March 28, 2011

Ocracoke’s youth sports teams have a winning year


Even though Ocracoke is small doesn’t mean it can’t show its might.

That strength was shown this year in its youth basketball, which came “a million miles,” notes school Principal Dr. Walt Padgett.

That’s because this year the teams had their best year yet.

In February, the girls’ middle school basketball team, coached by Noel Goodwin, completed an undefeated season (9-0), a first in Ocracoke history.

“Any time a team goes undefeated is a milestone,” Padgett says.

And the varsity boys won two games, finishing with a 2-12 season. Winning those two games also was a milestone considering the only other game they had won in three years in the Tideland Conference was against a school that is no longer in the conference.

Both girls’ and boys’ varsity teams beat Mattamuskeet High School this year, something that had never happened before.

The middle school boys’ team was 6-3 and the girls’ varsity team was 6-8.

Nevertheless, these are all admirable records, considering that Ocracoke teams have far fewer students from which to draw, which means that sometimes they have to put freshmen on the varsity teams—something that’s not usually done in high school sports.

But a lot on Ocracoke is different from the rest of the world.

So, what is it about the Ocracoke teams that made a difference this year?

Maybe it feeling like they were now real teams when they unveiled new school colors --royal blue and silver -- at last fall’s “Meet the Dolphins” night.  Prior to that, Ocracoke had the Mattamuskeet High colors of black and gold.

Was it the tenacity to put in long days?

“When you play sports here, you sacrifice,” Padgett says.

That sacrifice would be time doing other things, since Ocracoke kids do the most traveling to play other teams.
“Our shortest trip is two hours to play the Hatteras Hurricanes,” Padgett says. “There’ve been a couple of times when we had to call the dock at Hatteras and get them to hold the ferry.  And the ferry people are very good about it.”

“We have a 12-hour day for basketball and they still have to do their schoolwork,” notes Adam Burleson, physical education teacher and athletic director, who coaches the girls’ varsity.  “We have more strict academic standards than other schools, and we’re fortunate our kids can handle it.”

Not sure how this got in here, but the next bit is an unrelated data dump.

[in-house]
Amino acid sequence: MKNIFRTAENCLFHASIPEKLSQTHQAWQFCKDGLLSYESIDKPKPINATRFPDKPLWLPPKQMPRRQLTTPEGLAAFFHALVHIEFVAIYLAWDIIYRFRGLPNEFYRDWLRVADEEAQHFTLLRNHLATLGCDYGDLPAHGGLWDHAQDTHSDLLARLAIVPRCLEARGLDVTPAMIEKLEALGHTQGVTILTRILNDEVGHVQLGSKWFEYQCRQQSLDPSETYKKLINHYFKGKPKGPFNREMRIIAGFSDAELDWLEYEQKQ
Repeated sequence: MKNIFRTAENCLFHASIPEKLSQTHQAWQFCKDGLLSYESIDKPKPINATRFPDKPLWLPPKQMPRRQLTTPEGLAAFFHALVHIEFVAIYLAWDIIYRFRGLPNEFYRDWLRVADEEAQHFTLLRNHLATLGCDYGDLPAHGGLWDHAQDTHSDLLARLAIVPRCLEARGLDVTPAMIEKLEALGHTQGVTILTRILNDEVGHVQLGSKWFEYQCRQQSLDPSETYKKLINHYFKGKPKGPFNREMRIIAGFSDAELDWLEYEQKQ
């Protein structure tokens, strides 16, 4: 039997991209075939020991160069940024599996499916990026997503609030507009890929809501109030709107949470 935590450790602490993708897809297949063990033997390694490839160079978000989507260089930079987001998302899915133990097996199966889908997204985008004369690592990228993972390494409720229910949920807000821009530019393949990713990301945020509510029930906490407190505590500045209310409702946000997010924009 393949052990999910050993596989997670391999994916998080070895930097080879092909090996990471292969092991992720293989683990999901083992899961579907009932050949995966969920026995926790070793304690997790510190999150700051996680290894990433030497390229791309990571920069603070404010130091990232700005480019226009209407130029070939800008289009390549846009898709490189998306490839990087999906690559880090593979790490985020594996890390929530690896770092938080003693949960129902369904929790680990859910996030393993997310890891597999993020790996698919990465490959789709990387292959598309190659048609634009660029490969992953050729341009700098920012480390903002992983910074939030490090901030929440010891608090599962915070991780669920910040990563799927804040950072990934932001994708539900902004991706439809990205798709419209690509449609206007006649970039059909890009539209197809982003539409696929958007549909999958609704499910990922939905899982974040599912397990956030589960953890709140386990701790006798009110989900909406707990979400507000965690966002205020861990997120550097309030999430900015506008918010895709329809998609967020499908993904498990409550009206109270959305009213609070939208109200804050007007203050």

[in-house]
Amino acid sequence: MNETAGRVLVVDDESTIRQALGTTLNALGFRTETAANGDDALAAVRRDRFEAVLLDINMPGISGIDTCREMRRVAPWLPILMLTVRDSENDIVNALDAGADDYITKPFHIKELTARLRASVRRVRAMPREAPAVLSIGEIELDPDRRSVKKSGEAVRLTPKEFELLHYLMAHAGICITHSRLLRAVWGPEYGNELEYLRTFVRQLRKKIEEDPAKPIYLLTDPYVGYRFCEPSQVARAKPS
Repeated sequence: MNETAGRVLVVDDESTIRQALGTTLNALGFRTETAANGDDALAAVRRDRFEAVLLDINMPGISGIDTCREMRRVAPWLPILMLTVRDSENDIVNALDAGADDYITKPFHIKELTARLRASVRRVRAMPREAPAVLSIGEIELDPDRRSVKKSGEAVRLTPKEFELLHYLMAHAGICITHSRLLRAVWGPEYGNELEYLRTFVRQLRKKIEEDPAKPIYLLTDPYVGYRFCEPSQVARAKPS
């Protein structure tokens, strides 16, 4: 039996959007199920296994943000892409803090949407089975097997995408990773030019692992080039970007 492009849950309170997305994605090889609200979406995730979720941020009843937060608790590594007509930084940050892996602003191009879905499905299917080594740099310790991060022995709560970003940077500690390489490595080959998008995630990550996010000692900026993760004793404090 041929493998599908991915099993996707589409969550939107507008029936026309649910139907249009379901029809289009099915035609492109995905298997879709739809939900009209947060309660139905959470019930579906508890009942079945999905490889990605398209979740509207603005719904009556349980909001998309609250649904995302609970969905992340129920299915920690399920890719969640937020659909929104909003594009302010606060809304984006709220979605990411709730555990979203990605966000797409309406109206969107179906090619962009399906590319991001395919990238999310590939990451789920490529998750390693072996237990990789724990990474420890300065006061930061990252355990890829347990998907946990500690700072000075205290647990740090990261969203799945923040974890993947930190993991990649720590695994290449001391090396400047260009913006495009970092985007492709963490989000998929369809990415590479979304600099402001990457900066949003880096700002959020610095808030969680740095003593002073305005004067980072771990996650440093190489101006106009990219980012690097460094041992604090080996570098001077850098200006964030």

Maybe was it good coaching?

“Our four coaches really emphasize teamwork,” Padgett says. “You can get so much done when not one kid but all the kids get the credit.  Our coaches did the right thing and brought them along slowly but kept their feet to the fire.”

Amazingly, this was Goodwin’s second year coaching anything.

In addition to Goodwin and Burleson, Jason Wells coached the middle school boys and David Allewalt coached the varsity boys. Scot McNally assists both varsity teams.

Even the non-athletes could feel like they were part of the success.

“Just about everyone in the seventh through 12th grades has a job helping the teams, be it fetching water, filming the action, or keeping statistics,” Padgett says.

Or was it that after five years since the basketball program began, the kids had the experience needed to best some of these other teams?

“Community people have been teaching them fundamentals, and we have some real athletes,” Padgett says. “The rest of the kids just hustle.  They play hard from the time the ball is tipped to the last bell.”

Padgett isn’t worried that three seniors from the boys’ and girls’ varsity teams are graduating this year.

“We have some nice talent coming up,” he says, noting that several talented fourth-graders are in the program.

Could it have been the community support -- the local radio station WOVV 90.1 announcing every home game on air and several local businesses broadcasting them?

Or was it that the Ocracoke gym is about 75 percent of the size of regulation basketball courts?

“We have to learn the game in tight quarters,” notes Goodwin.  “Then when we go to other gyms, we can stretch out and we do well.  When other teams come here they have difficulty adjusting. So, (a smaller gym is) definitely to our advantage,” she said.

That will change next year, however, when the new, full-sized gym is completed sometime this summer.  The current gym is closed until the new one is built.

Padgett and Burleson hope all the hard work by the kids will result in the middle school teams getting into the conference this coming year.

Currently, the two varsity teams are in the Tideland Conference and the two middle school teams (girls and boys in grades 7 and 8) are independent, which enables other teams to forfeit games sometimes if they have to travel to Ocracoke.

But basketball wasn’t the only sport the kids excelled in.

The cross-country boys’ team went to state meet this year for the first time.  Both the boys’ and girls’ cross-country teams won districts.

The new facility won’t just be a boon for the basketball program. Padgett will add volleyball to the sports offering.

In addition, it was announced at the March meeting of the  Ocracoke Civic and Business Association that a Little League co-ed baseball team for  ages 10 to 12 will be formed this year and play in the Cal Ripkin League out of Hatteras.

The team will play 10 evening games from April to June, with opening day Saturday, April 12, in Buxton.  This, too, may evolve into another sport for the Ocracoke School.

When it all comes down to it, though, it was one thing that made this season’s sports teams great, says Goodwin -- “It was the kids.”

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